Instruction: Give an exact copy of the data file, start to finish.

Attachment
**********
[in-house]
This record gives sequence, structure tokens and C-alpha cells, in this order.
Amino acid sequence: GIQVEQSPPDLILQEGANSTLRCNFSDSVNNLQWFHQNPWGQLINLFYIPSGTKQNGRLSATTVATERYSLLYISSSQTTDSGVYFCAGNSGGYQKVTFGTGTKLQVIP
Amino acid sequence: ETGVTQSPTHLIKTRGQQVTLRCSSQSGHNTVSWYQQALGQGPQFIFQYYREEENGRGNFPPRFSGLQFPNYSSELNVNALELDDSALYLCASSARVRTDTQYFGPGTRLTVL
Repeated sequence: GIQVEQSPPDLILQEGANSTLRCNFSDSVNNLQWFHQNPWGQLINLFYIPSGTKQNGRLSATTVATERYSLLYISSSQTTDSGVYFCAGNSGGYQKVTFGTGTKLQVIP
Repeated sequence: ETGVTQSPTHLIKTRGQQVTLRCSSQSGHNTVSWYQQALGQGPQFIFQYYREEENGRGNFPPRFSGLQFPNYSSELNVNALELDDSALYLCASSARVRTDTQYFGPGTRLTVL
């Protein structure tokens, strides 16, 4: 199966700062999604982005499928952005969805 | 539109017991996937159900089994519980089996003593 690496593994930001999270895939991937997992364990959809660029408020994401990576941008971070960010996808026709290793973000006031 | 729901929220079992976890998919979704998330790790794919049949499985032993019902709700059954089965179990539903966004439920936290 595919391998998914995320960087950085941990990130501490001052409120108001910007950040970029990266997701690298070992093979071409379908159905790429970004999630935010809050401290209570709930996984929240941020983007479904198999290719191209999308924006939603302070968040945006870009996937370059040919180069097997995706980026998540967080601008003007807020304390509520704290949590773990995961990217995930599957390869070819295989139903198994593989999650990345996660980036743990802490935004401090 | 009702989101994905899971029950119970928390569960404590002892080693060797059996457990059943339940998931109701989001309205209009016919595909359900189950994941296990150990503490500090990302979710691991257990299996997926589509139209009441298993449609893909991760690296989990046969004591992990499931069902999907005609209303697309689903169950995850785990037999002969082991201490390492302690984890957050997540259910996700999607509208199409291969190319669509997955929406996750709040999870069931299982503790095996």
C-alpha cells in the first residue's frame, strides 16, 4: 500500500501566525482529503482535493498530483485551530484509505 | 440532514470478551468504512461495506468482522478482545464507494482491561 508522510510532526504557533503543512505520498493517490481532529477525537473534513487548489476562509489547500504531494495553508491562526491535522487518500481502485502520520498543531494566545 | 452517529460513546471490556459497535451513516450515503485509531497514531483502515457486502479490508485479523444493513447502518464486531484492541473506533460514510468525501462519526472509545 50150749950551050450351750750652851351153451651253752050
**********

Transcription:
[in-house]
This record gives sequence, structure tokens and C-alpha cells, in this order.
Amino acid sequence: GIQVEQSPPDLILQEGANSTLRCNFSDSVNNLQWFHQNPWGQLINLFYIPSGTKQNGRLSATTVATERYSLLYISSSQTTDSGVYFCAGNSGGYQKVTFGTGTKLQVIP
Amino acid sequence: ETGVTQSPTHLIKTRGQQVTLRCSSQSGHNTVSWYQQALGQGPQFIFQYYREEENGRGNFPPRFSGLQFPNYSSELNVNALELDDSALYLCASSARVRTDTQYFGPGTRLTVL
Repeated sequence: GIQVEQSPPDLILQEGANSTLRCNFSDSVNNLQWFHQNPWGQLINLFYIPSGTKQNGRLSATTVATERYSLLYISSSQTTDSGVYFCAGNSGGYQKVTFGTGTKLQVIP
Repeated sequence: ETGVTQSPTHLIKTRGQQVTLRCSSQSGHNTVSWYQQALGQGPQFIFQYYREEENGRGNFPPRFSGLQFPNYSSELNVNALELDDSALYLCASSARVRTDTQYFGPGTRLTVL
């Protein structure tokens, strides 16, 4: 199966700062999604982005499928952005969805 | 539109017991996937159900089994519980089996003593 690496593994930001999270895939991937997992364990959809660029408020994401990576941008971070960010996808026709290793973000006031 | 729901929220079992976890998919979704998330790790794919049949499985032993019902709700059954089965179990539903966004439920936290 595919391998998914995320960087950085941990990130501490001052409120108001910007950040970029990266997701690298070992093979071409379908159905790429970004999630935010809050401290209570709930996984929240941020983007479904198999290719191209999308924006939603302070968040945006870009996937370059040919180069097997995706980026998540967080601008003007807020304390509520704290949590773990995961990217995930599957390869070819295989139903198994593989999650990345996660980036743990802490935004401090 | 009702989101994905899971029950119970928390569960404590002892080693060797059996457990059943339940998931109701989001309205209009016919595909359900189950994941296990150990503490500090990302979710691991257990299996997926589509139209009441298993449609893909991760690296989990046969004591992990499931069902999907005609209303697309689903169950995850785990037999002969082991201490390492302690984890957050997540259910996700999607509208199409291969190319669509997955929406996750709040999870069931299982503790095996």
C-alpha cells in the first residue's frame, strides 16, 4: 500500500501566525482529503482535493498530483485551530484509505 | 440532514470478551468504512461495506468482522478482545464507494482491561 508522510510532526504557533503543512505520498493517490481532529477525537473534513487548489476562509489547500504531494495553508491562526491535522487518500481502485502520520498543531494566545 | 452517529460513546471490556459497535451513516450515503485509531497514531483502515457486502479490508485479523444493513447502518464486531484492541473506533460514510468525501462519526472509545 50150749950551050450351750750652851351153451651253752050